June 16, 2015


Silk & Willow

Meet Shellie Pomeroy of Silk and Willow. Based out of the Hudson Valley, Shellie hand dyes silk ribbon and table linens using plant materials. Because she dyes in small batches, each piece is unique, varied and heirloom worthy. Shellie kindly shared her natural dying tips, her upstate haunts and what she's looking forward to this wedding season (a.k.a. ribbon season.)

I Make...Plant Dyed silk ribbon & table linens.

First maker memory...Some of my earliest memories are of watching my mother and aunt knit, crochet and sew. The ability to create something both useful and beautiful has always influenced me.  Growing up there was also a focus on traditional cooking and baking. Creating with my hands whether in the kitchen or studio continues to be a constant thread in my life.

Makers that inspire you...Makers of botanical apothecary. I am fascinated with the healing properties found in nature. Products created naturally, that can cure and comfort, inspire me. I am an aromatherapy junkie and have tinctures for every imaginable aliment. 

If you weren’t making silk ribbon in the kitchen, you’d be baking in the kitchen.

Favorite tool of the trade...Scissors. From the garden to my cutting table, I am always cutting and clipping so a collection of sharp scissors is essential. I keep them in my car, every room in my house, and there is always a pair or two in my back pocket.

Material(s) you want to work with...Linen. 

Top Places to Source...My dye materials are sourced from a variety of places. My two favorite domestic sources for dye materials are Mountain Rose Herbs and Botanical Colors

Something you wish you could make...Botanical extracts. I am lusting after a hand crafted copper still so I can make my own botanical extracts & essential oils. I'd love to take classes and learn from a master. 

Favorite place in New Paltz to snack....The Main Course Market Place. Not only do I visit often to get fresh made-to-order salads, but they also supply me with the avocado pits I use to dye my silk ribbons. 

Favorite place in New Paltz to get your drink on...Rock & Rye Tavern. It's cute, quiet & quaint. 
Favorite shop in New Paltz to blow your paycheck at...Water Street Market. I make regular visits to the Antique Shops and then usually end-up at The Cheese Plate.

Favorite song at the moment...Can't pin-point a song, but my two go-to albums are Muse & Foo-fighters.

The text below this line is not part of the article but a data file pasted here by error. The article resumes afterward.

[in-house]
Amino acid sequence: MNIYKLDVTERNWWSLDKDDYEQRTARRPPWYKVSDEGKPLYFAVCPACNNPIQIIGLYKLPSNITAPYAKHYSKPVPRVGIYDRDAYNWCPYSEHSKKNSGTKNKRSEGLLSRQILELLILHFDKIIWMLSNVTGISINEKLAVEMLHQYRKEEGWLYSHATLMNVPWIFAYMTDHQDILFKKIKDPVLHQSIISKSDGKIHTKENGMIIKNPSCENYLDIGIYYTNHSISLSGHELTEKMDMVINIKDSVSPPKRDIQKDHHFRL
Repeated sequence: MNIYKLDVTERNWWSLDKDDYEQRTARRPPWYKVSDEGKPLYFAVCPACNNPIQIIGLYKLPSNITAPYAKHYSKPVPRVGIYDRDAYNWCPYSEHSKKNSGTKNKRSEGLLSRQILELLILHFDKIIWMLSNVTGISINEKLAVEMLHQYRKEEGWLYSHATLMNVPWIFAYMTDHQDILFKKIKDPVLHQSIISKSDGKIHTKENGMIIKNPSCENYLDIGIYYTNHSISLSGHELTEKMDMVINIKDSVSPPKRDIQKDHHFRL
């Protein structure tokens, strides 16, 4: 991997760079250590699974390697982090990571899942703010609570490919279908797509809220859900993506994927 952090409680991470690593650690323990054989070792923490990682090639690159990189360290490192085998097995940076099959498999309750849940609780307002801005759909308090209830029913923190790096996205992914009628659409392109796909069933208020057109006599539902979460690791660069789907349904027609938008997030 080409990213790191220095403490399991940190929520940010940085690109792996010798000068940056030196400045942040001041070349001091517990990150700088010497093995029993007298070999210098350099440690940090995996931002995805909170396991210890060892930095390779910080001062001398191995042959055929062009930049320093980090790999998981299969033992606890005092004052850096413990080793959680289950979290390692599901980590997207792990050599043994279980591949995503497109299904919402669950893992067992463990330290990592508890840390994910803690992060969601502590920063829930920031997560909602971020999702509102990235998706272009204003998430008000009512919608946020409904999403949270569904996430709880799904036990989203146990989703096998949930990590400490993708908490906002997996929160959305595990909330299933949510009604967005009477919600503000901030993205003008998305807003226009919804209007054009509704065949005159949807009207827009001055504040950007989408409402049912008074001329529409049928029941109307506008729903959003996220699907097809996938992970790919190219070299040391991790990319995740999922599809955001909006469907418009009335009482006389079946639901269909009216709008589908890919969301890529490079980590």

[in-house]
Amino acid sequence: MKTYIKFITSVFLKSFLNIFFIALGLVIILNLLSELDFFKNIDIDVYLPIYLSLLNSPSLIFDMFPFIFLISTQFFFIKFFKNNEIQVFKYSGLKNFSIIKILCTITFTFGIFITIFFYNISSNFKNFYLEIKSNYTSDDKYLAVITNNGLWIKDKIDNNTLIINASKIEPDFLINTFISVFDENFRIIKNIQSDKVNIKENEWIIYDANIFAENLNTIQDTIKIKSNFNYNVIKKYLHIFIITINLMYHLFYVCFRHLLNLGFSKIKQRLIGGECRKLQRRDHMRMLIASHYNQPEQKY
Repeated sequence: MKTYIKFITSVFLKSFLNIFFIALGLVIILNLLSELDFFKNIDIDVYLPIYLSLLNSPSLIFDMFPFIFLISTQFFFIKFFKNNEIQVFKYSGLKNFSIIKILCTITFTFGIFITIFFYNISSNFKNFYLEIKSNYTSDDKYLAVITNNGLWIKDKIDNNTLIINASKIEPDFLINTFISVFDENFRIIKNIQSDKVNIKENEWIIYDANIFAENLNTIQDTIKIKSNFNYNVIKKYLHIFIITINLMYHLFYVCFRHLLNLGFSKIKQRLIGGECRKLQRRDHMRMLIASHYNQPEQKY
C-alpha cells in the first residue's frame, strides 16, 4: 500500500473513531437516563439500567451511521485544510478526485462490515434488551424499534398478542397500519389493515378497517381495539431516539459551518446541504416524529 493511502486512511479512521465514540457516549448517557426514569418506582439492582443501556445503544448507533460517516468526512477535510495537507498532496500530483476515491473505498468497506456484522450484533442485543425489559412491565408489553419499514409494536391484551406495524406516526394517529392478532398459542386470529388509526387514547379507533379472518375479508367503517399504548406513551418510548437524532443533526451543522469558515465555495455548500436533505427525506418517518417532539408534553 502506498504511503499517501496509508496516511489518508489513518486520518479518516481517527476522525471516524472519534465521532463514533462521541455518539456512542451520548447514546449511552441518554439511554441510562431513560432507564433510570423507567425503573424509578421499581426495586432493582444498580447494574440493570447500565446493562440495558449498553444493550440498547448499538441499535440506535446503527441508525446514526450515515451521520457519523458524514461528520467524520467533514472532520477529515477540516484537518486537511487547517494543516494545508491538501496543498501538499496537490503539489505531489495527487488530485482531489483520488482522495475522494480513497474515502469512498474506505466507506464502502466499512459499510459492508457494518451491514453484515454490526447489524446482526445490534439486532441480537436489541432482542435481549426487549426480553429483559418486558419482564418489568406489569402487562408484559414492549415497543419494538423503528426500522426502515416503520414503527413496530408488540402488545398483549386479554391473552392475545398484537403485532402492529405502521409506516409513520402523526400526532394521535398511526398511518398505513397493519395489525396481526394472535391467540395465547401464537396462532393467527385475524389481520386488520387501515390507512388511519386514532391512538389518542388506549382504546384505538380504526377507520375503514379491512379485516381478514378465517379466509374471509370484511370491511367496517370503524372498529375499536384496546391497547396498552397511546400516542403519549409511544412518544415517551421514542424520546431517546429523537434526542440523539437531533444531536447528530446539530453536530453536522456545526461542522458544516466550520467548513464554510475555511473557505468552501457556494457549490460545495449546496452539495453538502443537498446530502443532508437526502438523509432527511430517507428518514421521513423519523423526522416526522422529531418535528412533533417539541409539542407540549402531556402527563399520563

First off, your silk ribbon is out of this world. The color you achieve all with sustainable and natural materials is breath taking. We'd love to here a little more about your process from the silk itself to dying. 
To create long-lasting natural color there are a variety of steps that need to take place. The material first needs to be scoured. Although your material might appear to be clean, silk has natural coating that needs to be removed for proper dye absorption. Then, you need to mordant your material.  Most dye materials require the use of a mordant to create a bond and allow natural colors to "fix" to the material. Now you can color. Cooking color into your material can take hours or weeks to achieve your desired shade. Finally is the washing.  Washing our silks, until the water runs clear, to avoid color bleeding is essential to our process.

This month we gave our subscribers the materials and guide to make their own plant dyed tote bag. What tips do you have for a first timer to the natural dying game?
Experiment! Changing the pH of the water can often create drastic color shifts. Try adding in some lemon juice or vinegar to make your water more acidic. To make more basic, add baking soda or soda ash. You will be amazed how drastically color can change with one of these simple additions.

During our research and prototyping, we found that plants can be a tad temperamental. Dye baths that looked vibrant would end up quite soft, and some would completely change when alum was added. What plants give the most vibrant pleasing color with no additives? 
Turmeric, annatto seeds and onion skins create strong vibrant colors without the addition of a mordant. Bonus, they are food & kitchen safe so you won't need separate pots and utensils for dyeing. 
We're suckers for all the colors at farmers markets. We found that local and organically grown plants and fruits produce a stronger color. What do you like working with seasonally? 
I love to gather & play with what is in abundance seasonally & locally. In spring- dandelion leaves, summer - golden rod, marigolds & black-eyed susans, fall- walnuts and winter- sumac. The variety of hues you can create with just these few dye materials are endless. Many of our "limited edition" ribbon colors are the result of experimentation with our local and seasonal harvest.
You're featured in pretty much every wedding blog ever. Now that wedding season is in full force do you have any custom projects you're looking forward to?
Oh, I have a long list!! Much of my work is repetitive manual labor which gives me time to brainstorm about all the pieces I want to create or products I want develop. Top on my list is a "ribbon guide", a go-to source for brides & florist to gauge how much ribbon they will need to create their desired look.

Thanks Shellie for sharing all of her plant wisdom! For jaw dropping photos, follow Shellie on Instagram and Pinterest @silkandwillow.

All photos by Rebecca Yale Photography.